What emotional impact has writing/listening to music had on your life?

Like music at all?  For me music is everything — I always try to give my life a soundtrack. I have earbuds in all the time, even as I sleep, which annoys the hell out of my girlfriend. Music is the main indicator of everything that goes on inside me.

For instance, I was just listening to Gorgoroth‘s “Under a Sign of Hell”. A classic. The guitars are the main emotional expression I hear in the album.  The emotional impact of this album comes from the melody, like in almost every genre. Or to take another band, Der Weg Einer Freiheit has some of the greatest melodies that have been written on guitar — 1914 as well. You can literally hear the emotions of the songwriters. The music I listen to really reflects how I feel at the moment — at the same time, I can kind of control my mood through music.

Did you find the writing process for Sisyphus cathartic?

Yeah definitely, that was my purpose behind writing it.

Would you consider Leiþa a depressive suicidal black metal band, like in the vein of Lifelover or Shining, or something different?

It’s a very different approach for me.  I also take a very different approach to musicality on the technical side of things – like I try to be progressive at points and incorporate lots of different styles into my playing. Shining and Lifelover are more straight forward musically. Thematically those two bands are like “say no to life!” at any point, and it’s very direct and rude at some points. I didn’t approach Sisyphus that way. I tried to use a more precise, emotional way of writing lyrics. Indeed there is one song on the album that has a pretty direct title. (Töte Dich – Kill Yourself) But even that song has more complex story to it then just the act of killing your self. It is based on the story of Goethe’s “The Sorrows of Young Wether”.

Yeah my impression was more that it was a description of what it feels like to be depressed and maybe suicidal, but not so much “DO IT!” like Shining would be.  Not like an assertive statement, just what it’s like to lay in bed all day and think about suicide.

Yeah absolutely.

What impact has depression had on your life overall?

I wouldn‘t say that I suffer from constant depression — I have music, and I can release all this anger through it. I have these suicidal thoughts and hate myself for being myself if you know what I mean, but on the other hand in daily life I come across as a kind of happy and friendly guy. At least on the surface. It’s the best and happiest side of you that you show to others. On the other side, if you come home and you are alone, then everything gets fucked up.

I think it’s a two sided thing — in public I might not seem depressed because I do my best not to, but people who know me well know that there’s something going on in me that’s not really right at all.  But as I said  I have music. Music lets me express myself and helps to release all those terrible thoughts. Music is the way I cope with it. That said, it has become kind of an addiction to play instruments. If I go on vacation for example I can’t wait to get back to my studio and write music. At some point I feel like I’d implode.  Depressive feelings are the main reason for me to write music, so I need it and kind of appreciate it in that sense.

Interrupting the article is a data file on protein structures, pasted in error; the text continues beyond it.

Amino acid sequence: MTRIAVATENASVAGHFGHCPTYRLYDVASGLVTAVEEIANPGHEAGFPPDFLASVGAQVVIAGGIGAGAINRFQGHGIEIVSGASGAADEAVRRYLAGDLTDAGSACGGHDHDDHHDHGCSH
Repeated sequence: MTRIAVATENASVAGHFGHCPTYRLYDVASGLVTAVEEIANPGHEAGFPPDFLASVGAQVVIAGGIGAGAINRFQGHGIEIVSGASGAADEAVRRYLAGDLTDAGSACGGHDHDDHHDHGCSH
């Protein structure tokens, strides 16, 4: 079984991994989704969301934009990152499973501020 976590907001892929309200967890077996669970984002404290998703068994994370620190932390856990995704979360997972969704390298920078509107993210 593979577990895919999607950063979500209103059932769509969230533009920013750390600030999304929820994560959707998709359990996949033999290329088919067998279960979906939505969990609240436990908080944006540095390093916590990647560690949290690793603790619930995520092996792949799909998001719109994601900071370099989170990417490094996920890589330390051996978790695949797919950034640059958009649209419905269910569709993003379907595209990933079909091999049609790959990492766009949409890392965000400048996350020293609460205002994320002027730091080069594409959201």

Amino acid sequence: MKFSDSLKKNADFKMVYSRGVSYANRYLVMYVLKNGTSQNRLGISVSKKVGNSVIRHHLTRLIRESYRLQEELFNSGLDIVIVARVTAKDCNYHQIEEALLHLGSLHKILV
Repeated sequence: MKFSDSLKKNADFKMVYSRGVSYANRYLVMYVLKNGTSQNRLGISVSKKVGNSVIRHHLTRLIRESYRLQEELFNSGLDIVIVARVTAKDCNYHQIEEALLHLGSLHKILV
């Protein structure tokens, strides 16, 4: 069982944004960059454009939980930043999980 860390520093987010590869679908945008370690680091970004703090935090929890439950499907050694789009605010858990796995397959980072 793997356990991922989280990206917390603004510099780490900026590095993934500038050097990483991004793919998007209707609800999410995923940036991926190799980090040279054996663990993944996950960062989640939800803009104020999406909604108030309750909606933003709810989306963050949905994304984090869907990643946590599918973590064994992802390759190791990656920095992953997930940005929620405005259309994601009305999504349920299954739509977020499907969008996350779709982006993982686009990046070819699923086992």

That’s my approach to art. Making the facade melt away and letting out all the shit that built up inside. And that’s how Menschenmühle and Sisyphus were written as well as my following albums and projects will be.

Do you feel like metal attracts people with issues with depression and anxiety?

From the metal artists, people, and fans I’ve come across, I’d say so.  I wouldn’t say all metalheads are depressed or whatever, I’d just say they find an emotional impact in metal music. As well there are people who want to shock and say “I listen to Cannibal Corpse, I like to see people being slaughtered” it’s kind of an ‘Other’ thing – kind of like the people who watch the movie Saw over and over again.  But in general, for black metal and specifically atmospheric black metal, to have a feeling to understand that music, it attracts emotional people because it’s very emotional music.

In the Bandcamp description for Sisyphus you write “It is those moments certainty spits you in the face with a blend of disgust and resistance. In moments exactly like that be sure of just one thing: You are not the only one.”  What are some artists and/or albums that have commiserated your feelings or made you feel less alone

I’m thinking of bands like Deafheaven — though I was not very much into their latest album — I loved their previous work. Then there are bands like Alcest, Lantlos, Galar, Les Discretes, Der Weg Einer Freiheit just to name a few. I like those melodic black metalish bands, with great atmosphere. This kind of music can suck you up and bring you to another place, you know.

Finally, Noise asked to say a few works before signing off:

Thank you for the questions and thanks to the people reading this! I hope you had some fun reading this and could take something away from it. Support your local acts, go to shows and start living again! There is no better time to go out, grab a beer and listen to some extreme metal than now. Cheers and have a good one!

You can check out both Menschenmüle and Sisyphus on Bandcamp or via the players below